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Having Our Say: The Delany Sisters' First 100 Years (1999)

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Tells the story of Sadie and Bessie Delany, two African-American (they preferred "colored") sisters who both lived past the age of 100. They grew up on a North Carolina college campus, the ... See full summary »

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(book), (book) | 2 more credits »
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2 wins & 8 nominations. See more awards »
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Cast

Credited cast:
...
Sadie Delany
...
Annie Elizabeth 'Bessie' Delany
...
Amy Hill Hearth
...
Sadie in her 20s (as Lisa Arrindell Anderson)
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Bessie in her 20s
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Papa Delany
...
Mama Delany
...
...
Martha Logan
Rest of cast listed alphabetically:
Ahmond ...
Henry Delany
...
Lemuel
Thomas Clark ...
Lucious
Sharlease Collier ...
Church goer
...
Bag Boy
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Storyline

Tells the story of Sadie and Bessie Delany, two African-American (they preferred "colored") sisters who both lived past the age of 100. They grew up on a North Carolina college campus, the daughters of the first African-American Episcopal bishop, who was born a slave, and a woman with an inter-racial background. With the support of each other and their family, they survived encounters with racism and sexism in their own different ways. Sadie quietly and sweetly broke barriers to become the first African-American home-ec teacher in New York City, while Bessie, with her own brand of outspokenness, became the second African-American dentist in New York City. At the ages of 103 and 101, they told their story to Amy Hill Hearth, a white New York Times reporter who published an article about them. The overwhelming response launched a bestselling book, a Broadway play, and this film. Written by Tommy Peter

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Drama

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Release Date:

18 April 1999 (USA)  »

Also Known As:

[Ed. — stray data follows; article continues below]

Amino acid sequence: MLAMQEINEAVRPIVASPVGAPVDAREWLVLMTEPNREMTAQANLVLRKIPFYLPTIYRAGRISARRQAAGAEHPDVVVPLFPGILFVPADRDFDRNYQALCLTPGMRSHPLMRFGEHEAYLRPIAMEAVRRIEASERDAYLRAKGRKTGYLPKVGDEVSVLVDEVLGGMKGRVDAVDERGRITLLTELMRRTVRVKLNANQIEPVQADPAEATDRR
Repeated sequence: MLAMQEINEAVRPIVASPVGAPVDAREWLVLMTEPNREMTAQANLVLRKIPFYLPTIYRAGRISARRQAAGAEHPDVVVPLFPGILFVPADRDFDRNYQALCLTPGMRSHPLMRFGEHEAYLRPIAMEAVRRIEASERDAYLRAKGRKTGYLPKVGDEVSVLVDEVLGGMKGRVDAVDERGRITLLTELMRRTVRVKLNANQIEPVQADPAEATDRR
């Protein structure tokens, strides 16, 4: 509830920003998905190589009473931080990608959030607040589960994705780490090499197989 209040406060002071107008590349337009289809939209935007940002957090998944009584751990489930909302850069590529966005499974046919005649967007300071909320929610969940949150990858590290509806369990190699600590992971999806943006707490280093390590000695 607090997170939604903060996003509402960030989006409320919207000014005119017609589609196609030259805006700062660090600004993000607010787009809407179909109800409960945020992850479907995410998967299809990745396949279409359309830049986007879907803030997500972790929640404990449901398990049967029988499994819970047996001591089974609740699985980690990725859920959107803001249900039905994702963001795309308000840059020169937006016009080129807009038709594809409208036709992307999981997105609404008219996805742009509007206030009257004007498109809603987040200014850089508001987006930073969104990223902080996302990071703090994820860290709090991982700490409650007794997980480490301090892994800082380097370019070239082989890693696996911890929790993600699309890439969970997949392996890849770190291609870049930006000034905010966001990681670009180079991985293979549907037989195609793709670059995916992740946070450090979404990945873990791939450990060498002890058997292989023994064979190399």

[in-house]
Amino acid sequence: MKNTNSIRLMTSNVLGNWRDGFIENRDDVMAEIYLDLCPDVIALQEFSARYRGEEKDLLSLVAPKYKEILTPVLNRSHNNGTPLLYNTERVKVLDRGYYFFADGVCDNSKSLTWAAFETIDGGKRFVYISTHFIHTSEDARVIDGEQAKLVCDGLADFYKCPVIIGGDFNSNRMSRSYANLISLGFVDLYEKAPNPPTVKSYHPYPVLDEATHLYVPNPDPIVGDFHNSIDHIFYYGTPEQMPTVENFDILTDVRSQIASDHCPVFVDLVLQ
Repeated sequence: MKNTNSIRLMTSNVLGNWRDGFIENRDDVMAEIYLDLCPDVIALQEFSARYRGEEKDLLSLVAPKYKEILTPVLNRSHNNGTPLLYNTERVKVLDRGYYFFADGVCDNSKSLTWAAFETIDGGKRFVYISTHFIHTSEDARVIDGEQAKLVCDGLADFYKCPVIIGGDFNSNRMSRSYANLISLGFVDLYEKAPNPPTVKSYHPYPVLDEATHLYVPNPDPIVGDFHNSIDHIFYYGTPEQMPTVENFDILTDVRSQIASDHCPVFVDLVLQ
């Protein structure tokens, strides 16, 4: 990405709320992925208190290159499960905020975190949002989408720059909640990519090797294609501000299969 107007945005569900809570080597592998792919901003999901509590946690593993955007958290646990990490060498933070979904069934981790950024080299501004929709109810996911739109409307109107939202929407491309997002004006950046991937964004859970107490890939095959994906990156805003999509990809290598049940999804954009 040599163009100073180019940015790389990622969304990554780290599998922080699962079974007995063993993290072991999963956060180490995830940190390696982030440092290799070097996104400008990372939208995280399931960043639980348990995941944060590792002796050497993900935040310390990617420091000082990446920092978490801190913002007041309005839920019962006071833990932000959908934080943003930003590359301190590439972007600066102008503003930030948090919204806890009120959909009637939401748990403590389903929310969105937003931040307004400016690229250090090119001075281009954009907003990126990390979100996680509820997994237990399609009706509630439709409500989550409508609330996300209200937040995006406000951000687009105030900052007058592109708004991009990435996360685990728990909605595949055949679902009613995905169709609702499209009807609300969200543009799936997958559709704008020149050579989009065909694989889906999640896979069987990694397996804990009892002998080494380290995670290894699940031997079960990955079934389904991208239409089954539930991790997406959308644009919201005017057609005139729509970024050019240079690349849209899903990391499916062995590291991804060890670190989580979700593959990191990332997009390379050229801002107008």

Having Our Say  »

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Aspect Ratio:

1.33 : 1
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Did You Know?

Trivia

The original Broadway production of "Having Our Say" by Emily Mann opened at the Booth Theater in New York on April 6, 1995, ran for 317 performances and was nominated for the 1995 Tony Award for the Best Play. Emily Mann also wrote the teleplay for this filmed production. See more »

Quotes

Amy Hill Hearth: Which would you say is harder, being a woman, or...
Sadie DelanyAnnie Elizabeth 'Bessie' Delany: Being colored.
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User Reviews

 
Not quite as inspirational and clear as the books, but just as powerful!
24 August 1999 | by (Baltimore, Maryland) – See all my reviews

A wonderful film version of the best-selling book and smash Broadway play about the lives of Sadie and Bessie Delany, two African-American sisters who both lived over the age of 100 and told their story of witnessing a century of American history. Ruby Dee and Diahann Carroll give very good performances as Bessie and Sadie, respectively. Amy Madigan also is good as Amy Hill Hearth, the white New York Times reporter whose article about the sisters launched the book, etc. Many of the flashback scenes and even many of the present-day ones are very powerful, if not quite as inspirational as in the book. That is the only real drawback, combined with the fact that certain aspects of the story are not presented clearly, such as the inter-racial background of the sisters' mother and why their father was so stern. But other than that, a very well-done, excellently performed, powerful movie.


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